This new version of Phantom premiered in the United Kingdom in 2012, and was immediately embraced by both audiences and critics alike, breaking records throughout its sellout British tour. It has proved a worthy complement to the soaring achievement of Hal Prince and Gillian Lynne’s brilliant original, and at the same time showing afresh how masterful and durable the music and libretto of Andrew Lloyd Webber and Charles Hart’s legendary creation is. For the American production we have been able to build on our British success and fine-tune some of the staging, including making the famous chandelier even more spectacular. We all believe that you will fall in love with the music of the night all over again, as the Phantom is reborn for the 21st century.

For nearly 50 years, Cameron Mackintosh has been producing more musicals than anyone else in history, including the three longest-running musicals of all time, ‘Les Misérables,’ ‘The Phantom of the Opera’ and ‘Cats,’ which are still running successfully across the world.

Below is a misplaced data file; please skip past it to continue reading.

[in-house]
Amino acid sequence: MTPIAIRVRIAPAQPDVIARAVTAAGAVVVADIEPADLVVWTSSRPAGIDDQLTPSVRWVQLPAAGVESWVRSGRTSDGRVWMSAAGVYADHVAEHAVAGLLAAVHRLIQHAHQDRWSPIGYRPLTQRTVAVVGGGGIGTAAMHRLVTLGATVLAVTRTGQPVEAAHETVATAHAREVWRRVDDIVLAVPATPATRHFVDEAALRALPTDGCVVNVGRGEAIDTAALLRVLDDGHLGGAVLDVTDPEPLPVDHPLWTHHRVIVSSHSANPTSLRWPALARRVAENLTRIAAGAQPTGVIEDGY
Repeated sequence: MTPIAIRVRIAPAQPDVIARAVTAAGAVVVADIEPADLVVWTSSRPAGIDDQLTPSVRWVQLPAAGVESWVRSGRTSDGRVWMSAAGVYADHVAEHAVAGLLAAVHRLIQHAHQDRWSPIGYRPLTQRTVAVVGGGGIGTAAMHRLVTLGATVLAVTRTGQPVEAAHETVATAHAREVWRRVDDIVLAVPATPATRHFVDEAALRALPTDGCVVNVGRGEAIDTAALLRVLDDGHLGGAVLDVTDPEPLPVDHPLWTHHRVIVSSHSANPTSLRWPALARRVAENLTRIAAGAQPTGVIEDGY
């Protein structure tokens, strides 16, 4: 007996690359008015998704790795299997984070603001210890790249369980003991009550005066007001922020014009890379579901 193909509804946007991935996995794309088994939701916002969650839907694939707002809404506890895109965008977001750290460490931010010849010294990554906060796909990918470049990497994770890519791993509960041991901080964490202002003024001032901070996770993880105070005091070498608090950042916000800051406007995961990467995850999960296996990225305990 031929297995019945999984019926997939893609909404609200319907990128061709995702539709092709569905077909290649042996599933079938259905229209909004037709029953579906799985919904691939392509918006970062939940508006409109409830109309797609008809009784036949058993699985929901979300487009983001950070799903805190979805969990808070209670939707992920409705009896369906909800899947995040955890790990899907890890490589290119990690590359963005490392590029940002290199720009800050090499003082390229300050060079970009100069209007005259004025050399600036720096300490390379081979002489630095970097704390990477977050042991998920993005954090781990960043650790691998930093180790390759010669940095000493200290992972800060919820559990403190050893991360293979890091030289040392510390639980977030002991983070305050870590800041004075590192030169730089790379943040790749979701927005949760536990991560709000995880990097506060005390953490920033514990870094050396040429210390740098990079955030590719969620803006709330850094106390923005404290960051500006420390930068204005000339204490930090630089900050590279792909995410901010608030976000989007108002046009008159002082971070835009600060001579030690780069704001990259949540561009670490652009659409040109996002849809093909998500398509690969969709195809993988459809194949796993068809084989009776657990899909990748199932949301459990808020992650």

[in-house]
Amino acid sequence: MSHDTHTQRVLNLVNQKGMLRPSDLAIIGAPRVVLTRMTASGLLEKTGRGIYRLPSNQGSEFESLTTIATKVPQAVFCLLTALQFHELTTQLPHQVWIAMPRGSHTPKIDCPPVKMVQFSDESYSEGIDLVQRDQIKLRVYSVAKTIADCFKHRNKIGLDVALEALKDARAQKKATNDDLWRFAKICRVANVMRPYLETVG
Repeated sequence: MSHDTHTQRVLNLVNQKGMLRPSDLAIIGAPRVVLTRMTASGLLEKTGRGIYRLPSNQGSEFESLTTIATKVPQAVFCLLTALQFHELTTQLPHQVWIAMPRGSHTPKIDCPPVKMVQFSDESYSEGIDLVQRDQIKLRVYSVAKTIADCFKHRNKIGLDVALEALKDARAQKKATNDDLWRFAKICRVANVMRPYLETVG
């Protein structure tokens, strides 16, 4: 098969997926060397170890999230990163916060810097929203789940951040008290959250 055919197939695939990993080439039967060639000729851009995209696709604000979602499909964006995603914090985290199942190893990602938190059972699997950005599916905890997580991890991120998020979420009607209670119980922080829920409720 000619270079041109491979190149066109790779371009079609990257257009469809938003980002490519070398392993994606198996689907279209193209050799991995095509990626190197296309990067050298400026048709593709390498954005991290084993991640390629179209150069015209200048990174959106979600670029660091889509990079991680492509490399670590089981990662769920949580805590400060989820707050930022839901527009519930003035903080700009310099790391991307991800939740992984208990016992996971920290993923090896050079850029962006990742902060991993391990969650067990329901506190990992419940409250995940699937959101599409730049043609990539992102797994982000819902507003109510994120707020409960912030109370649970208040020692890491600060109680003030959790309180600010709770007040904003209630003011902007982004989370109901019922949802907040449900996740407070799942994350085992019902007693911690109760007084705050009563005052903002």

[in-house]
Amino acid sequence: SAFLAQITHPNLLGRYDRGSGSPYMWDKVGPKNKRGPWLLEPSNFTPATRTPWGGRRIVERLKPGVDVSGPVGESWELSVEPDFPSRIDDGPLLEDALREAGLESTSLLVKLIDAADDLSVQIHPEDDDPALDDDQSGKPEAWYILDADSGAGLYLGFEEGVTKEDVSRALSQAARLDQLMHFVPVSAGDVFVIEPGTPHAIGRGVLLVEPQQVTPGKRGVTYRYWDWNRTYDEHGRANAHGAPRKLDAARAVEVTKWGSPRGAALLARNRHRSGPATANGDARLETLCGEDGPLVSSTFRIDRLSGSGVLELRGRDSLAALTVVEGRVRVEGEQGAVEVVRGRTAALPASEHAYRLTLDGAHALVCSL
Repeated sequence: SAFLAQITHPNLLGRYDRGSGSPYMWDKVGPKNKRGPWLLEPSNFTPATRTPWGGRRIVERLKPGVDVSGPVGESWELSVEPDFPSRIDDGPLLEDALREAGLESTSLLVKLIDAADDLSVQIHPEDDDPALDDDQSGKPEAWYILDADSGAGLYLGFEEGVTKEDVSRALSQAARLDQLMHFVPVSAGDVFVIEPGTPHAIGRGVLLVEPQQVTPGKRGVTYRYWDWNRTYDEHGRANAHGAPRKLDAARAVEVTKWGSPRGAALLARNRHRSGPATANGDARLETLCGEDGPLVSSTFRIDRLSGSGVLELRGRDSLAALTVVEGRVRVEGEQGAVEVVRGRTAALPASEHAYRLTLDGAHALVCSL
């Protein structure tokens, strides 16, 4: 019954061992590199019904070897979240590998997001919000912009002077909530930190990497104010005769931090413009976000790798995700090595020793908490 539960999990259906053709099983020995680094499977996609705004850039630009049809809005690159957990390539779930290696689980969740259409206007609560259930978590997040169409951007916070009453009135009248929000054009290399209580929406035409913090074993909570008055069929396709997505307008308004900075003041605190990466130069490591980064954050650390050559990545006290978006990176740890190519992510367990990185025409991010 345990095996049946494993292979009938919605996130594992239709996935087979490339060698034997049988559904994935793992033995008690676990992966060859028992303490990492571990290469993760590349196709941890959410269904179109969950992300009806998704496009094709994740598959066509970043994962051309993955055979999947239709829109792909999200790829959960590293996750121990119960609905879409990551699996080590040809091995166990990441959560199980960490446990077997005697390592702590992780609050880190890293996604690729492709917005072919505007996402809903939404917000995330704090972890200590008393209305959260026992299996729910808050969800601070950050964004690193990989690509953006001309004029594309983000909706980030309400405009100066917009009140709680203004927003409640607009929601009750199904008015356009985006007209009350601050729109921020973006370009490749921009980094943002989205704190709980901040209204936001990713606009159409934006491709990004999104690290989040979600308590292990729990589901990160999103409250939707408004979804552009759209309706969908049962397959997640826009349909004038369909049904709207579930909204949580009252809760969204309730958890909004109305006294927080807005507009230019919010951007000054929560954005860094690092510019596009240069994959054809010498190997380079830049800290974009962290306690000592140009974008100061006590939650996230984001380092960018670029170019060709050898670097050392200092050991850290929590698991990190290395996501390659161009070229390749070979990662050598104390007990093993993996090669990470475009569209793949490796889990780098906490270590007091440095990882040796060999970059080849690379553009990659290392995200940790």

The Phantom of the OperaThe Phantom of the Opera: Ticket information

Cameron Macintosh’s spectacular new production returns to Denver as part of its North American Tour. Critics are raving that this breathtaking production is “bigger and better than ever before” and features a brilliant new scenic design by Paul Brown, Tony Award®-winning original costume design by Maria Björnson, lighting design by Tony Award®-winner Paule Constable, new choreography by Scott Ambler, and new staging by director Laurence Connor. The production, overseen by Matthew Bourne and Cameron Mackintosh, boasts many exciting special effects including the show’s legendary chandelier. The beloved story and thrilling score – with songs like “Music of the Night,” “All I Ask Of You,” and “Masquerade” – will be performed by a cast and orchestra of 52, making this Phantom one of the largest productions now on tour.

  • Producer: Cameron Mackintosh
  • Written by: Andrew Lloyd Webber, Charles Hart and Richard Stilgoe; adapted from the novel by Gaston Leroux
  • Direct by: Laurence Connor
  • When: November 6-17
  • Where: Buell Theatre
  • Accessible Performance: Saturday, November 16 at 2 p.m.
  • Tickets: Available by calling 303-893-4100, in person in the Helen Bonfils Theatre Complex at 14th and Curtis streets or, online by clicking here:
  • The Phantom of Opera official web site

More Colorado theatre coverage on the DCPA NewsCenter

Photo gallery:

Photos by Alastair Nuir.